The change in the attitude of the brokers and agents, while was expected, have not really left people surprised. They continue to be sales focused, driven by hefty commissions. The agency or broking model works well with insurers – in spite of high commissions, at least the model helped to keep the fixed costs away. However, off late the insurers have begun to realise that it would work even better if they could reach out to the customers digitally, and avoid the middlemen at least for ‘off-the-shelf’ products, if not remove them completely. Thus, the rise of online sales platforms for life insurance we see today. Further, technology enabled companies like Policy Bazaar in India or Hippo in South Africing are thriving in wake of such opportunity and electronically engaging with the customers to educate them about various policies and products. Complex sale, however, would continue to require physical presence and interpersonal skills to achieve closure, and agents and brokers, therefore, will continue to be a part of this ecosystem.
One hopes that eventually, the thinking and rules of engagement between brokers/agents and customers will change. One good success story will push broking houses and corporate agents to think, contemplate and perhaps, change the way they operate to acquire and service customers. And some of these success stories are already available as an example for others.
Responses from the players in the Eco-system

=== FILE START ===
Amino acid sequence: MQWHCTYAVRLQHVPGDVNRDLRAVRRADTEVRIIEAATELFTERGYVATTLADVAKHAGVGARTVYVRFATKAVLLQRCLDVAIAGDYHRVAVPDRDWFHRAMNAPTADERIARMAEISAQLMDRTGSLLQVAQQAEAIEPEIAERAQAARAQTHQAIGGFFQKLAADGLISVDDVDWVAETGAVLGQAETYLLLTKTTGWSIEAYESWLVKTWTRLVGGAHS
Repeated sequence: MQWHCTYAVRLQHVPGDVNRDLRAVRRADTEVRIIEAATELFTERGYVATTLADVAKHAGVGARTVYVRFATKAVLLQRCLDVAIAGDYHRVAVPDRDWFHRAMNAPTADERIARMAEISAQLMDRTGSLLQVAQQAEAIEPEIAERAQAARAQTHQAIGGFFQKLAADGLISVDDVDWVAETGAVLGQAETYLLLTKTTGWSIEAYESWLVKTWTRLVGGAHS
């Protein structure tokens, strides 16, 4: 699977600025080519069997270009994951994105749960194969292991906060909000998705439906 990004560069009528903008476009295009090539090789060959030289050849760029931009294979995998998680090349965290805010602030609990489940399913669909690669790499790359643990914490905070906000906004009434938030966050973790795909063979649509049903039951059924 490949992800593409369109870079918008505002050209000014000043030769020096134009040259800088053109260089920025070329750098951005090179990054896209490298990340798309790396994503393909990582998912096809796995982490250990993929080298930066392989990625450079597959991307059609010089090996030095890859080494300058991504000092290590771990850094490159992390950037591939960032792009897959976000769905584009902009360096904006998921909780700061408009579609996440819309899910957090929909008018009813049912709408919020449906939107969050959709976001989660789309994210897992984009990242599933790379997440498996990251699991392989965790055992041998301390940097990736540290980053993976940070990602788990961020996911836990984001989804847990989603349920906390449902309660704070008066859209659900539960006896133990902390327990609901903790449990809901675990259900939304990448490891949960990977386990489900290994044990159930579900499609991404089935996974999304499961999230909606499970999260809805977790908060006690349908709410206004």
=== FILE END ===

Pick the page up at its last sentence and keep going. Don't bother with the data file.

Just the other day, I got the opportunity to discuss the insurance broking business with an insurance broking house that has chosen to differentiate on CSX (Customer Service & Experience) to drive sales. In fact, they claim, one does not even have to be their customer to seek their assistance in getting a sticky service issue resolved! I was casually speaking to my ex-colleague, who happens one of the founding member of this company, and he seemed convinced that their philosophy of sales being an “outcome” of extraordinary service can truly be a profitable differentiator. He was of the opinion that there are very few intelligent and educated customers who can negotiate well with the complex insurance practices, rules and norms; their services are not aimed at those. Their services are aimed at those set of customers, who do not really understand the terms and conditions, the products (having spent a good part of my donkeys years in insurance, let me tell you that perhaps, 8 out of 10 customers do not understand their product at all especially in countries in the Indian sub-continent or even Africa), it’s benefits and clauses; and help them squeeze the maximum out of the premium they have paid to their insurance companies. This broking house understand that service issues, renewals and claims settlement do get done between the customers and the insurers. However, what they claim to understand better are the challenges that a beneficiary or the customer has to go through to get these done by the insurance companies. Typically, for a claim to be settled, lot of paper work is involved. More often than not, beneficiaries are unaware of the processes and the documentation requirements, and consequently, get caught in constant to’s and fro’s with the insurer. He believes that if they can be with the beneficiary/customer and assist him/her during such times of crisis, the beneficiary/customer will return to them with the return of their good fortune. Having spent 13 years in the insurance industry, he knows how Sales always came before Service, but he confirms that, “…things are changing fast, at least with us…”